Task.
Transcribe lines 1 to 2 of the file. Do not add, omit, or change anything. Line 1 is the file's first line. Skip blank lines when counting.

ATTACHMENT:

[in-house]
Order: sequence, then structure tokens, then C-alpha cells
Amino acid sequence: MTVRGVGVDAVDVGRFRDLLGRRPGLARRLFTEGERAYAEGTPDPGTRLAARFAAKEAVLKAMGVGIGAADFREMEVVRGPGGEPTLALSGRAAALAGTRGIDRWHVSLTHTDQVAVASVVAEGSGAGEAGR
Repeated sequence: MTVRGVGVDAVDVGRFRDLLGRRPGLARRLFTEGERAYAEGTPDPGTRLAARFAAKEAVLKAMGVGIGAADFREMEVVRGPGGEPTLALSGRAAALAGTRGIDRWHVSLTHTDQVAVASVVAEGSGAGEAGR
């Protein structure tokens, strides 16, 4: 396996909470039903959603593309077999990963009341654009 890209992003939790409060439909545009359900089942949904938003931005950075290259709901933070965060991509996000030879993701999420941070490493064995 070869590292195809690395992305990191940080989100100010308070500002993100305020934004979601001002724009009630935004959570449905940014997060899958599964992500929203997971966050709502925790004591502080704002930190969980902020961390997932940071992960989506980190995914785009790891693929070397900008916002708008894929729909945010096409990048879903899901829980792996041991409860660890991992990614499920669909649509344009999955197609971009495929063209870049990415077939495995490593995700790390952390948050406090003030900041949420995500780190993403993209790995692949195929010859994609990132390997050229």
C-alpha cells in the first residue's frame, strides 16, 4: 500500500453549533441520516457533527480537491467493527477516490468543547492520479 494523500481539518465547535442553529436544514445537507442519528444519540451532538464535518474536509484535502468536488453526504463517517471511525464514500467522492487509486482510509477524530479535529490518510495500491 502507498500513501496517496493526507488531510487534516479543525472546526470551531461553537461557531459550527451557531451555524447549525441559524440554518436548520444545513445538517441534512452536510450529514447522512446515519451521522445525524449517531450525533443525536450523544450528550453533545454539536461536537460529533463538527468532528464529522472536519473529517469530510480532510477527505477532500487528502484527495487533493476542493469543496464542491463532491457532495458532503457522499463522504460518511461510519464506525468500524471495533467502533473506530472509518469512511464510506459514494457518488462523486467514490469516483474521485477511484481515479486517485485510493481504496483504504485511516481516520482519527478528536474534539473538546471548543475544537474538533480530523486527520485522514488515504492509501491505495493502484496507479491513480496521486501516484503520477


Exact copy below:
[in-house]
Order: sequence, then structure tokens, then C-alpha cells